Even the ‘perfect’ bodies we see are a very narrow definition of ‘perfect’. One of things my family enjoys when watching SYTYCD is the variety of body shapes even among the very fit.

Cherri already linked to the Adopositivity Project, but Kate Harding’s BMI project is also a great resource for unphotoshoped figures.


I would humbly suggest that you most likely do, in fact, look hot in tiny shorts!

Also, specifically for larger bodies in various stages of undress, the Adipositivity project simply can’t be beat: The photos are incredibly beautiful, and when I’m having a shitty self-esteem day, I go through and click through the archives til I feel better – it works every damn time.

I remember back in art school there was this one model we all loved. I think she was in her sixties, she was quite large, and she always wore this glorious fur coat. I remember the first time I got to draw her. She draped that fur coat over the modeling platform, and draped herself over the coat. She was just so confident and awesome.

I’m generally in favor of everyone taking a life drawing class at some point in their life. It goes a long way to normalizing nudity and bodies. Truth be told, the only time I ever remember my classmates getting uncomfortable around a model was when a rather young female model tried to do “sexy” poses. It just wasn’t what we were looking for. We didn’t want to be titillated while we were trying to draw.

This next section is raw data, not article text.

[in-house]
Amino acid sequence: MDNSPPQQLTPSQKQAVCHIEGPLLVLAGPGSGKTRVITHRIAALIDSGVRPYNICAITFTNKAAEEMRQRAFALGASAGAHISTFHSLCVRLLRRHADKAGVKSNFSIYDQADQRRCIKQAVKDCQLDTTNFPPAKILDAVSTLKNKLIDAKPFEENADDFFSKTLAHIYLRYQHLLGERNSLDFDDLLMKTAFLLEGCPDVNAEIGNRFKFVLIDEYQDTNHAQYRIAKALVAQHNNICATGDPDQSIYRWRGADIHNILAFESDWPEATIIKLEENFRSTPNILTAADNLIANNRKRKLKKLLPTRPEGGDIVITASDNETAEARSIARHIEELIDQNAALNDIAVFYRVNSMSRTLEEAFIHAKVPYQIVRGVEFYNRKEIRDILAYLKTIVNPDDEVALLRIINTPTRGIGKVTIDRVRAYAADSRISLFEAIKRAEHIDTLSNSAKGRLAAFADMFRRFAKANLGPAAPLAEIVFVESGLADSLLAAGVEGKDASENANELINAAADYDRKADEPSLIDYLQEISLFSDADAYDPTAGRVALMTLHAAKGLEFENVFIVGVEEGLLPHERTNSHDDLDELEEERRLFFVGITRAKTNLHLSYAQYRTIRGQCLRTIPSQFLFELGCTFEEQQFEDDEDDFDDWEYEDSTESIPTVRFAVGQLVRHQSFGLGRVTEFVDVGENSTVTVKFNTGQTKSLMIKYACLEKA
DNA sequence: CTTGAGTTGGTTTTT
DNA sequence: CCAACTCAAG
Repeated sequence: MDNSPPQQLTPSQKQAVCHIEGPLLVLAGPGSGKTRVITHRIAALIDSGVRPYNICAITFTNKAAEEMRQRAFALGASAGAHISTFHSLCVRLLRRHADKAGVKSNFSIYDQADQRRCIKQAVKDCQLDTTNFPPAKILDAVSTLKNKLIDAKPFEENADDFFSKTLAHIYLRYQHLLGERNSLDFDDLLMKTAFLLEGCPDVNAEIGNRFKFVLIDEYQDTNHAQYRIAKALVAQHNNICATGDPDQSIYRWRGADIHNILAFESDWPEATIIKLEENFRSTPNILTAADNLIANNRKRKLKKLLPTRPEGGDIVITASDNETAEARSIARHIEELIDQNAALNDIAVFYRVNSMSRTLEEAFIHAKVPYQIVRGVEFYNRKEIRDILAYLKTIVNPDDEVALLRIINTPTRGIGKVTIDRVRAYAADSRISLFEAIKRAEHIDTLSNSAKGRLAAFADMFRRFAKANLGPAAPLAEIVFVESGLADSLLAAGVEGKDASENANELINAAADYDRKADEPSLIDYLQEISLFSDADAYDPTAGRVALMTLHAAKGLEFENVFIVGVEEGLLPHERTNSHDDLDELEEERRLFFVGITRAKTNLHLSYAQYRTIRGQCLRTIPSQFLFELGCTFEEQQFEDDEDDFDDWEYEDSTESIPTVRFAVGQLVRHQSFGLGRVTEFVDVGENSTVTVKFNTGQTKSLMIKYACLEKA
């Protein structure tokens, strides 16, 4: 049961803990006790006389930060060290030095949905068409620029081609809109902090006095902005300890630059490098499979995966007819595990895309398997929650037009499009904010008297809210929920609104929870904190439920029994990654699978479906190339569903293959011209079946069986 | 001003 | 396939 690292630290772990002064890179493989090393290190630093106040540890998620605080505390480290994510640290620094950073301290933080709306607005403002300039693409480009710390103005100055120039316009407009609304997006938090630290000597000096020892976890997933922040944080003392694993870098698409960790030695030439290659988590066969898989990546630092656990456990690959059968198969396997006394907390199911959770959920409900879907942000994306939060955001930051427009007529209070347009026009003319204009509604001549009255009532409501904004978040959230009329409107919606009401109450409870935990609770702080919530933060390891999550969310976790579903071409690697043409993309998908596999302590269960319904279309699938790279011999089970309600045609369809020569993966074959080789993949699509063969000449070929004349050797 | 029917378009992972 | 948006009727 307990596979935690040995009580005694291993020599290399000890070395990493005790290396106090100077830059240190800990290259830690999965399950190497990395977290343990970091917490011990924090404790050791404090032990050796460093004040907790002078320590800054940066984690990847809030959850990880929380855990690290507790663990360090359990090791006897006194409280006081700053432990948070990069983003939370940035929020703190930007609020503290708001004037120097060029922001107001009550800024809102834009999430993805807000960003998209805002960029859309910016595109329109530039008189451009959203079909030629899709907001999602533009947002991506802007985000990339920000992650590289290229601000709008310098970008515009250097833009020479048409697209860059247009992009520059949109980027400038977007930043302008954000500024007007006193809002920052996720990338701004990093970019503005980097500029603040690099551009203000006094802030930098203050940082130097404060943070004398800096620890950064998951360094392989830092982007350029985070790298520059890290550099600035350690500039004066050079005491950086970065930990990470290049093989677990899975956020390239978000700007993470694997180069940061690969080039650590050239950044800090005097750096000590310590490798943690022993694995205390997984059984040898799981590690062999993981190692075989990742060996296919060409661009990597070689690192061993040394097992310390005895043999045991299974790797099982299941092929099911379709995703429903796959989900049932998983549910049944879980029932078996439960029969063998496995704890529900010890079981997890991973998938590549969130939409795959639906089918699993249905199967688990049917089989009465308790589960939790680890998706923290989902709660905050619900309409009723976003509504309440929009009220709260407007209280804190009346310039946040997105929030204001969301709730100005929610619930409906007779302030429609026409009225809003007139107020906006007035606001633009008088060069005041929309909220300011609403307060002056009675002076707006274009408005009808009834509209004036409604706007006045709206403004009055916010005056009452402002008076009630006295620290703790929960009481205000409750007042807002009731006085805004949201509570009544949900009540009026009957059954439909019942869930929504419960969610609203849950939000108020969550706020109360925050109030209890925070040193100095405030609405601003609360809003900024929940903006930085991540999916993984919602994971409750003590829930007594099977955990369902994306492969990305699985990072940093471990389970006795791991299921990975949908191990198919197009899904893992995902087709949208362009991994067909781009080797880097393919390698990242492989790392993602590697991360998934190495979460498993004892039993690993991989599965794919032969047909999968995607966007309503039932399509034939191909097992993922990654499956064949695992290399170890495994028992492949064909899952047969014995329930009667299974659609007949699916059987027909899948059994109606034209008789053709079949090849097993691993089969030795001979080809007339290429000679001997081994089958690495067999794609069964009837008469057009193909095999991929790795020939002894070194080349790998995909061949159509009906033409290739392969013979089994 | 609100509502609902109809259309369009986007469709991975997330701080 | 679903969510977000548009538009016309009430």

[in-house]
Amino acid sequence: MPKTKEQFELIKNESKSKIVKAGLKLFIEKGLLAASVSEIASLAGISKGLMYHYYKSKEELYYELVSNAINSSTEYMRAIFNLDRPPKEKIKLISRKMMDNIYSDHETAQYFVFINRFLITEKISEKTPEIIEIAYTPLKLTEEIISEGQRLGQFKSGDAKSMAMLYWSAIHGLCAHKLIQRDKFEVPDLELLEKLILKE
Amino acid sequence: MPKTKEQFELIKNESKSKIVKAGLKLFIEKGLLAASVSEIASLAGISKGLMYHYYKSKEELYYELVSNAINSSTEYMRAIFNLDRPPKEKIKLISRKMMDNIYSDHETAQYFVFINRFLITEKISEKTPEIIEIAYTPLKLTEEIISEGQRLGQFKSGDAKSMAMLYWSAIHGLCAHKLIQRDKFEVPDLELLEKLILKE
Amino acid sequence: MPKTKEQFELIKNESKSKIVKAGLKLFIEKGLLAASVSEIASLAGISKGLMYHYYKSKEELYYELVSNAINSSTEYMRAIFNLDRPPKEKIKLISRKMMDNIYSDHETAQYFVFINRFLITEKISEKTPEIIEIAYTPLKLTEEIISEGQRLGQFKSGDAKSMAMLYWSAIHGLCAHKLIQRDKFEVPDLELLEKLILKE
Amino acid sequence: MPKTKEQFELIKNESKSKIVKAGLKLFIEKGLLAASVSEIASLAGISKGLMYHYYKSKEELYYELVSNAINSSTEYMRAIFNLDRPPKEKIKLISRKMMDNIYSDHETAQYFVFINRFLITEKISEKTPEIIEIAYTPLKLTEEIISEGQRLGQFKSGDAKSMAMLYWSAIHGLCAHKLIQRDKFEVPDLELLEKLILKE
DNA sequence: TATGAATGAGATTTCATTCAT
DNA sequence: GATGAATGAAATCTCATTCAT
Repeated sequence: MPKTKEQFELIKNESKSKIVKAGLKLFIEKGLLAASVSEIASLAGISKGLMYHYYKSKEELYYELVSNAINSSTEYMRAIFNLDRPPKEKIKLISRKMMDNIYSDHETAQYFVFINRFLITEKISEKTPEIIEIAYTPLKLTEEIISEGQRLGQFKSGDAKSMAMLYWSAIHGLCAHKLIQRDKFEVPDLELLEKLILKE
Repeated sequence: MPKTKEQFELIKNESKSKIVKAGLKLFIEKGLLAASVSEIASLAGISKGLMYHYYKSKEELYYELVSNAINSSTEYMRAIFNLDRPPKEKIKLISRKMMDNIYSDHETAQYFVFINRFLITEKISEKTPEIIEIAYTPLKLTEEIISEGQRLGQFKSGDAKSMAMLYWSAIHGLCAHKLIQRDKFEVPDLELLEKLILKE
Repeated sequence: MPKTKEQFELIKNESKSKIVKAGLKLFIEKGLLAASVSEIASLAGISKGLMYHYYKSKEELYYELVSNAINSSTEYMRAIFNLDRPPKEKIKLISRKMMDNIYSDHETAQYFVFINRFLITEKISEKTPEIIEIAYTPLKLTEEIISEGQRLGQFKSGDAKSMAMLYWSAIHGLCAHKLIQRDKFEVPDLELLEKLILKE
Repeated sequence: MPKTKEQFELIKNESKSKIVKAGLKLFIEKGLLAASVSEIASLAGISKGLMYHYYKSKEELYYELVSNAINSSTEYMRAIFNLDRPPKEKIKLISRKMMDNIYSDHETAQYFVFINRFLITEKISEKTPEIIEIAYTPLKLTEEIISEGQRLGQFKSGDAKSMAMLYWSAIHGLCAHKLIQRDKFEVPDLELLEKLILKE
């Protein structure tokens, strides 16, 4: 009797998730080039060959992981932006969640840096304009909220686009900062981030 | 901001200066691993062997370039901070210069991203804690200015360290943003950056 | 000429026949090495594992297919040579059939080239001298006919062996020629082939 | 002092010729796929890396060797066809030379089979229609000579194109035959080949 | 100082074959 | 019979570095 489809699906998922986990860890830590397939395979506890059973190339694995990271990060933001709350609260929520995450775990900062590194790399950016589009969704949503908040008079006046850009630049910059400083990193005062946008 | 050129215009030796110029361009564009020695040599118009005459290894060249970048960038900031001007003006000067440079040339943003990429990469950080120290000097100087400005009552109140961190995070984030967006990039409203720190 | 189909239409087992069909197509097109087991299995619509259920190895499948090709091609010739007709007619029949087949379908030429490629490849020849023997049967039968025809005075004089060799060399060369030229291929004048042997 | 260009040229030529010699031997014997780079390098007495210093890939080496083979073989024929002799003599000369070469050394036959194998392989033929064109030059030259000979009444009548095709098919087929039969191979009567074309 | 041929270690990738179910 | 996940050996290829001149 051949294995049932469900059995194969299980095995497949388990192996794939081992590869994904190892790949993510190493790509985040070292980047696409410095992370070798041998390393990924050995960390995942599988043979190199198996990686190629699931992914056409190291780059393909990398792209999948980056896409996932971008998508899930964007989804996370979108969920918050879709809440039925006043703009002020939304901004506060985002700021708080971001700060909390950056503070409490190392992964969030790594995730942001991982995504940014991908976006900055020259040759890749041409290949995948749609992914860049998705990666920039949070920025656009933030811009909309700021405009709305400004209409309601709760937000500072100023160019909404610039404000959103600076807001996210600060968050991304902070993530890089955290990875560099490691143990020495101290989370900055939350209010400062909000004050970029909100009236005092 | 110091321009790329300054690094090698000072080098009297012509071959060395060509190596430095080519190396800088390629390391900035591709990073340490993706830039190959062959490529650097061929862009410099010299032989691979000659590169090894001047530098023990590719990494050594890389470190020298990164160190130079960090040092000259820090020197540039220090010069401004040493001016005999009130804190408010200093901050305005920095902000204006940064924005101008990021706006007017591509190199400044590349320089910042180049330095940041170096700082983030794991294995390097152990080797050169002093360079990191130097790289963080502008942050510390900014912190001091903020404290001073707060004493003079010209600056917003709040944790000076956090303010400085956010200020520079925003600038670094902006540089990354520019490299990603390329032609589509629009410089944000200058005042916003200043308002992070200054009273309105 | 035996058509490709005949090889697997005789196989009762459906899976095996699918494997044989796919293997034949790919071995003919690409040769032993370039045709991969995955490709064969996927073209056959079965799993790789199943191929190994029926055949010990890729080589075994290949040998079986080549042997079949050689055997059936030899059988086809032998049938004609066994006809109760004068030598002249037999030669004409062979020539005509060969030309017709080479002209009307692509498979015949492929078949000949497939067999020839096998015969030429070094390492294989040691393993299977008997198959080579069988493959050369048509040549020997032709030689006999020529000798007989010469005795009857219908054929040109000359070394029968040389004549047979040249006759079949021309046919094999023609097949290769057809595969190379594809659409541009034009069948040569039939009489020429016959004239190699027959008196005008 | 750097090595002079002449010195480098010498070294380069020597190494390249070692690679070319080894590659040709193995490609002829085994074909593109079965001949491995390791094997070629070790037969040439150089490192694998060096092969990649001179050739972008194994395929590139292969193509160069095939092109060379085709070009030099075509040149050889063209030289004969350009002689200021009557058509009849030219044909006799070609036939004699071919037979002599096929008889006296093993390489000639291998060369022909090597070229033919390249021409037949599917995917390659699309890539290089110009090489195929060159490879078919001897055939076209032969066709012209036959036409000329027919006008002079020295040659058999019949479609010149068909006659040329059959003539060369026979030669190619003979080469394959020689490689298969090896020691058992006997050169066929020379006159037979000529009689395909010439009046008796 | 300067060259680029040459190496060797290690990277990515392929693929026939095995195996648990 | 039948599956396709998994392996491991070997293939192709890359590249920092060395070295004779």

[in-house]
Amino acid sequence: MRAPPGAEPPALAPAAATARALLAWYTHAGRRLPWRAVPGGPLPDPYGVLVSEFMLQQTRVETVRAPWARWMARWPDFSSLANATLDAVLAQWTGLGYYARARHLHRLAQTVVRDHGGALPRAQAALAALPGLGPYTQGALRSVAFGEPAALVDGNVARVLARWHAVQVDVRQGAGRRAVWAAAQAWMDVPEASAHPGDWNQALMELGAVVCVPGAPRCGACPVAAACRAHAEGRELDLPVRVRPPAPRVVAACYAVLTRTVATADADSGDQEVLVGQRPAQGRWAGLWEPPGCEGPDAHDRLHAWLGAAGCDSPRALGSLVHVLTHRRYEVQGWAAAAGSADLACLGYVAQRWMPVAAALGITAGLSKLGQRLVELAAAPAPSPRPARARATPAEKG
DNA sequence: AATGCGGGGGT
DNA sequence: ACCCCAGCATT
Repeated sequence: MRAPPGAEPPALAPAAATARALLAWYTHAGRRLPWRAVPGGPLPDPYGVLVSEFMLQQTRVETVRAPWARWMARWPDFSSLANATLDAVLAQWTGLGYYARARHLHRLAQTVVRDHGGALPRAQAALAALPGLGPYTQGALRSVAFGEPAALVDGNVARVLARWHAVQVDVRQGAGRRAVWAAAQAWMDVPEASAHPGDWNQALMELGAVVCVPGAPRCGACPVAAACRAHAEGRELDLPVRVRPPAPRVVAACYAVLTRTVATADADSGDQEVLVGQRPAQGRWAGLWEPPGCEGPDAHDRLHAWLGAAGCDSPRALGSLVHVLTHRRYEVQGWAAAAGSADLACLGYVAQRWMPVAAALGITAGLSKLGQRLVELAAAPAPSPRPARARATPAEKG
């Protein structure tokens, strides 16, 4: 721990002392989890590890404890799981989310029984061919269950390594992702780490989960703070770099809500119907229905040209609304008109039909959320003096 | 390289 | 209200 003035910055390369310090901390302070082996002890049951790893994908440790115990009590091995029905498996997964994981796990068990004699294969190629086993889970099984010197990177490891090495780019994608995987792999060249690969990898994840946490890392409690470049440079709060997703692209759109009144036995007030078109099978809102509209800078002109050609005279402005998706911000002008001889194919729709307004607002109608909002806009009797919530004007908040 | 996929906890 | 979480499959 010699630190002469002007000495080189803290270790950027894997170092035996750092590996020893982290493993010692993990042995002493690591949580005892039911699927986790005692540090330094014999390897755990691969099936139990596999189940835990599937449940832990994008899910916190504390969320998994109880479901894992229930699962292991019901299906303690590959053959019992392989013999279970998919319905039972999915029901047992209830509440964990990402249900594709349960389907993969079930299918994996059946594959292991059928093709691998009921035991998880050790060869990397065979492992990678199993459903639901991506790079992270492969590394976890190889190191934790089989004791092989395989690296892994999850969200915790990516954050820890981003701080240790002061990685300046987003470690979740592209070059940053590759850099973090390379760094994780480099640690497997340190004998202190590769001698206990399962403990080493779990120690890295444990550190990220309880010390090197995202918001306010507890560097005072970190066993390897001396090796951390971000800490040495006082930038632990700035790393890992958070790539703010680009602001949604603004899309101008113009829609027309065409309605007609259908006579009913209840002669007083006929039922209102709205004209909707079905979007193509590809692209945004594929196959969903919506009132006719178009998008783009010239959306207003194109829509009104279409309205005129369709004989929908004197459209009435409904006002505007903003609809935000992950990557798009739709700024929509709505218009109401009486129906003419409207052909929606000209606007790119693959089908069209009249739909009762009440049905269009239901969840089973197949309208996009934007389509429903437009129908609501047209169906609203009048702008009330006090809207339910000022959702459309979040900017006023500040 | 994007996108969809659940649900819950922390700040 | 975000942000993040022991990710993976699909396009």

Totally agree. I was an artists’ model through college and I think it really gave me a more healthy attitude about my body.

When I started out, though, I had no idea how to pose, so I would just make up things like, “Tying my shoe!” “Getting a book off the top shelf!” Haha.

I’ll take “getting a book off the top shelf” any day. I’m pretty sure one of our models used the 30 second gesture drawing warm ups to practice her yoga. “Stopped half way through a sexy chair dance,” was kind of off putting though.

“Stopped halfway through a sexy chair dance” …that sounds really embarrassing. Probably not what most serious students want in their portfolio, either.

I did work with an artist once who wanted me to dance around his apartment until he saw something he liked and yelled “freeze.” We had not discussed this before I disrobed, and I didn’t feel comfortable with it so I said no. He got super mad, but too bad. He could have talked about it beforehand.

Agree too. The best life model in the drawing class I took was a woman in her 50’s: tall, wide, fat, shaved head, and she was just fantastic to look at and to draw.

It’s so fucked up that people think they can’t be naked because they’re not some weird ideal of “sexy”. It’s not your job to be sexy at all times too everyone everywhere!

Or you could go to a museum. I remember a pre-Raphaelite painting from the Indianapolis art museum, and I remember college age me looking at her for at least half an hour as she stood gracefully nude, with her smallish breasts and her non-tiny waist and slightly rounded belly, drinking in the fact that people thought my body type was beautiful enough to hang in a museum.